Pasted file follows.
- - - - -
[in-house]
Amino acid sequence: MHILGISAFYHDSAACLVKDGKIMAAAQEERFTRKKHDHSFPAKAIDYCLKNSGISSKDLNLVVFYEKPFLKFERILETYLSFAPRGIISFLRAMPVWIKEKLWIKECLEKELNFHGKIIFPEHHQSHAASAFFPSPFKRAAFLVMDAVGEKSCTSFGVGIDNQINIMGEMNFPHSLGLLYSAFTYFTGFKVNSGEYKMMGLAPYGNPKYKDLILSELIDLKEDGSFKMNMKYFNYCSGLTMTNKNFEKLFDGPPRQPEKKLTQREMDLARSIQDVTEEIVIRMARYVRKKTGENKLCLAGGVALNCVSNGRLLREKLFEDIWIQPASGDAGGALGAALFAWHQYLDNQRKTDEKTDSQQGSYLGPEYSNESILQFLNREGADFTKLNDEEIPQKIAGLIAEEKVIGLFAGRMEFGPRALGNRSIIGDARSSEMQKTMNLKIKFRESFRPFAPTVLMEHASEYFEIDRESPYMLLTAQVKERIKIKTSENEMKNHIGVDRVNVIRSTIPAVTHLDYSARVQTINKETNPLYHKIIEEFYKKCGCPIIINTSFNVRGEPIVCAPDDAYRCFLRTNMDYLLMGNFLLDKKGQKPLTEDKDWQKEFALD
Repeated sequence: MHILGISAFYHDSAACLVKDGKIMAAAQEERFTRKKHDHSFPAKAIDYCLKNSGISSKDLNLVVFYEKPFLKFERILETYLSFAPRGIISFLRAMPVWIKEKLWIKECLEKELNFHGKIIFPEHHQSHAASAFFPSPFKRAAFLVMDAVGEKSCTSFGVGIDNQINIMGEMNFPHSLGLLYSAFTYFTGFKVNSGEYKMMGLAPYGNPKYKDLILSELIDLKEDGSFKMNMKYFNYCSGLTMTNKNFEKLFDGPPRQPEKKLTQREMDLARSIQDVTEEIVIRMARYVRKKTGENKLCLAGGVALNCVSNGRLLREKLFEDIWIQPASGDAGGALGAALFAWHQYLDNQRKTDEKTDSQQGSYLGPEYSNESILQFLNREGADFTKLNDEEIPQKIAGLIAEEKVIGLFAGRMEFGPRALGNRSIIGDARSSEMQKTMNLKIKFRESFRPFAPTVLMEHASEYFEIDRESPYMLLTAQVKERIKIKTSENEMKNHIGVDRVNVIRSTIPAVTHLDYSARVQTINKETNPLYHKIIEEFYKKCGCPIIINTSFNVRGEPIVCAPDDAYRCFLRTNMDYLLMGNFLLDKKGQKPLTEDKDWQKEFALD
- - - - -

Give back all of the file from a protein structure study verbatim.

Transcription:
[in-house]
Amino acid sequence: MHILGISAFYHDSAACLVKDGKIMAAAQEERFTRKKHDHSFPAKAIDYCLKNSGISSKDLNLVVFYEKPFLKFERILETYLSFAPRGIISFLRAMPVWIKEKLWIKECLEKELNFHGKIIFPEHHQSHAASAFFPSPFKRAAFLVMDAVGEKSCTSFGVGIDNQINIMGEMNFPHSLGLLYSAFTYFTGFKVNSGEYKMMGLAPYGNPKYKDLILSELIDLKEDGSFKMNMKYFNYCSGLTMTNKNFEKLFDGPPRQPEKKLTQREMDLARSIQDVTEEIVIRMARYVRKKTGENKLCLAGGVALNCVSNGRLLREKLFEDIWIQPASGDAGGALGAALFAWHQYLDNQRKTDEKTDSQQGSYLGPEYSNESILQFLNREGADFTKLNDEEIPQKIAGLIAEEKVIGLFAGRMEFGPRALGNRSIIGDARSSEMQKTMNLKIKFRESFRPFAPTVLMEHASEYFEIDRESPYMLLTAQVKERIKIKTSENEMKNHIGVDRVNVIRSTIPAVTHLDYSARVQTINKETNPLYHKIIEEFYKKCGCPIIINTSFNVRGEPIVCAPDDAYRCFLRTNMDYLLMGNFLLDKKGQKPLTEDKDWQKEFALD
Repeated sequence: MHILGISAFYHDSAACLVKDGKIMAAAQEERFTRKKHDHSFPAKAIDYCLKNSGISSKDLNLVVFYEKPFLKFERILETYLSFAPRGIISFLRAMPVWIKEKLWIKECLEKELNFHGKIIFPEHHQSHAASAFFPSPFKRAAFLVMDAVGEKSCTSFGVGIDNQINIMGEMNFPHSLGLLYSAFTYFTGFKVNSGEYKMMGLAPYGNPKYKDLILSELIDLKEDGSFKMNMKYFNYCSGLTMTNKNFEKLFDGPPRQPEKKLTQREMDLARSIQDVTEEIVIRMARYVRKKTGENKLCLAGGVALNCVSNGRLLREKLFEDIWIQPASGDAGGALGAALFAWHQYLDNQRKTDEKTDSQQGSYLGPEYSNESILQFLNREGADFTKLNDEEIPQKIAGLIAEEKVIGLFAGRMEFGPRALGNRSIIGDARSSEMQKTMNLKIKFRESFRPFAPTVLMEHASEYFEIDRESPYMLLTAQVKERIKIKTSENEMKNHIGVDRVNVIRSTIPAVTHLDYSARVQTINKETNPLYHKIIEEFYKKCGCPIIINTSFNVRGEPIVCAPDDAYRCFLRTNMDYLLMGNFLLDKKGQKPLTEDKDWQKEFALD